Uluru (Ayers Rock)
Uluru (Ayers Rock) is an inselberg, or island mountain. Ayers Rock is altogether so remarkable a natural object. In the heart of the Australian Outback, a massive block of red sandstone rises up out of the near-perfect flatness of the eroded landscape. Called Uluru, or Ayer's Rock, this giant is a monolith 348 meters (1,142 feet) high, 3.6 kilometers (2.2 miles) long, and 9.4 kilometers (5.8 miles) around. It is the largest single rock known in the world. Tourists come from all over the country and the world to watch sunrise and sunset bring the colors of the rock to life. Some also make the challenging ascent to the top, despite the disapproval of the local Aboriginal people, to whom Uluru is a sacred site.
In the same year (1873), Mr. W. Gosse was dispatched on an exploring expedition to the westward, in the course of which he discovered that very remarkable rock, which he named "Ayers' Rock", after Sir Henry Ayers. The top is covered with small holes in the rock, varying in size from 2ft. to 12ft. diameter, all partly filled with water. Ayers Rock is a high mass of granite, the surface of which has been honeycombed, and is decomposing, two miles in length east, and west, and rising abruptly from the plain. The soil around the rock is rich and black. This seems to be a favorite resort of the Aborinines in the wet season, judging from the numerous camps in every cave. These caves are formed by large pieces of the main rock falling to the foot.
Rising like an enormous water-worn boulder, half buried in the surrounding sea of sand hills, is that remarkable monolith known as "Ayers' Rock." Its summit can be seen more than forty miles away, as it rises about 1,100 feet above the surrounding plain. The circumference at its base is nearly five miles, and its sides are so steep as to be practically inaccessible, although early explorers succeeded with great difficulty in ascending it. It is quite bare of vegetation, except a few fig trees growing in the crevices.
This grand old monolith, weather-beaten and scarred by the storms of countless centuries, stands to-day, after defying the eroding influences of frost and heat from time immemorial, looking out like a majestic sentinel of the plain watching the signal fires of the Aborigenes who converged from all points of the almost limitless desert beyond, and steering for the narrow oasis at his feet, where is to be found the only permanent water in this desolate region. This is one of the most remarkable natural features of the Australian continent, and is probably the largest monolith known. It is composed of metamorphic grit of a bright red color, set off by the green bushes surrounding it. For a short distance round the base there is a narrow oasis watered by the drainage from the rock; beyond that the sand extends in all directions. It might almost be said of this, as of the Pyramids or the Sphinx, round the decay of that colossal rock, boundless and bare, the lone and level sands stretch far away.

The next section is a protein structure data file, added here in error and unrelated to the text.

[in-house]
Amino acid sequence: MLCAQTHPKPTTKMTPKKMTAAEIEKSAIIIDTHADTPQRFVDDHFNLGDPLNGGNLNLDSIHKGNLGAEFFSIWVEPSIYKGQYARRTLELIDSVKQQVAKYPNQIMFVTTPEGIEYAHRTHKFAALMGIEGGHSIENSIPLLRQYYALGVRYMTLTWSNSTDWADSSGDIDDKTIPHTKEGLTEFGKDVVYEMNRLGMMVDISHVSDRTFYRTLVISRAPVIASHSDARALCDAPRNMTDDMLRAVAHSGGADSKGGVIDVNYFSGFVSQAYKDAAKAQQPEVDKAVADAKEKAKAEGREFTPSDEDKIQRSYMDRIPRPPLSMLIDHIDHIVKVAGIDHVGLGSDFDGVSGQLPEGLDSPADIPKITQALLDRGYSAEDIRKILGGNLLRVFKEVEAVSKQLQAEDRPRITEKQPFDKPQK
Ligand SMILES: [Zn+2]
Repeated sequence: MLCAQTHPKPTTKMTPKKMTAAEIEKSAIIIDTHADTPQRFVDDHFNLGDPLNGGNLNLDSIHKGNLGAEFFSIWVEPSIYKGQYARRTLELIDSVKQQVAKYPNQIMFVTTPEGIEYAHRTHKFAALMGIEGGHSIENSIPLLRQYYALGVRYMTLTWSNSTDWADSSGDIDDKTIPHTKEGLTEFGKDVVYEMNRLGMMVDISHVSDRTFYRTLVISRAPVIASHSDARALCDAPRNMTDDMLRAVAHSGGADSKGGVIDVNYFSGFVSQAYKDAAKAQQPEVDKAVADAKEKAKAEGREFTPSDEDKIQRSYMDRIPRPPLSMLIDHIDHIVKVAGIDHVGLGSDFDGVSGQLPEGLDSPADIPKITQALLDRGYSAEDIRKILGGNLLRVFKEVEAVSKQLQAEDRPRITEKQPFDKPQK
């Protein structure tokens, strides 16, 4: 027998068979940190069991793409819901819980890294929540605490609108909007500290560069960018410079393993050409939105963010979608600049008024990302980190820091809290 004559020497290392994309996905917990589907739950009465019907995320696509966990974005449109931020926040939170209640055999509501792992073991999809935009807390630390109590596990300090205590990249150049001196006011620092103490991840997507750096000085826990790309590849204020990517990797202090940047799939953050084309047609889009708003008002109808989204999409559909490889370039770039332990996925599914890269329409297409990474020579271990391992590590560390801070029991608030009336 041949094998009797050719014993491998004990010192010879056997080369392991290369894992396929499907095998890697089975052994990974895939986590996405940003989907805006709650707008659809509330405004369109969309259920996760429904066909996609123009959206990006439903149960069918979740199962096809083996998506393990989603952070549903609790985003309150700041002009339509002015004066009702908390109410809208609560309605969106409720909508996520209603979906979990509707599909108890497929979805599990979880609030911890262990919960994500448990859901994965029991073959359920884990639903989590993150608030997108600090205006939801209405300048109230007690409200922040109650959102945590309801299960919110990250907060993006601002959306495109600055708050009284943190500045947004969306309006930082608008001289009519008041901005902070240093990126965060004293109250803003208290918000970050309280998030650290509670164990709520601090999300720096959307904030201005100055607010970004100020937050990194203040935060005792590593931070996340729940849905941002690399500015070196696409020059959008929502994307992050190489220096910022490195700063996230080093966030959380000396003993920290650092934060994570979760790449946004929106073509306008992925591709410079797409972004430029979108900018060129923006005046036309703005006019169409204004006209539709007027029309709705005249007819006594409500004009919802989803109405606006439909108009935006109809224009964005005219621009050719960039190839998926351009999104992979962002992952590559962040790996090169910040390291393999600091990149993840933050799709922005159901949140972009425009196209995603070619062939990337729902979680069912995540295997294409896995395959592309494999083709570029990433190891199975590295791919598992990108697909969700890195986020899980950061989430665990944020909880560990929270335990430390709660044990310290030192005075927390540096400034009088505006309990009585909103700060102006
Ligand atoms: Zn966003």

Ayers Rock has undergone remarkable management transformation. In 1959, experienced bush pilots would bank their single-engine planes tightly around the large rock monolith and turn the aircraft so that passengers had a scenic view of the deep erosion in the red sandstone, just before touching down on the desert landing strip at the base of the massive formation. Thousands of other tourists would follow over the next 25 years, many of them climbing the trail to the top of the monolith and staying in commercial lodging at its base.
In 1985 the land was returned to the local Anangu people and then leased to the government as a jointly managed park, known today as Uluru-Kata Tjuta National Park. Out of respect for the spiritual significance of Uluru to the Anangu people, the airstrip and lodgings at the base of the monolith have been replaced by a modern airport and Yulara Resort outside the park, but the airstrip is still visible in satellite photos even though it is unused and covered with scattered desert flora. Commercial jet aircraft deliver tourists to the new airport, and as they engage in the popular activity of viewing the sunset over the rock formations, noisy helicopters fly other tourists over the terrain. Climbing the formation is still permitted but discouraged, also out of respect for its spiritual significance. In what would come as a surprise to many in park management in other parts of the world, the nearby visitor center at Yulara has a display actually encouraging tourists to take a helicopter tour of Uluru rather than climb it, again as a sign of respecting its spiritual significance.
|Join the GlobalSecurity.org mailing list|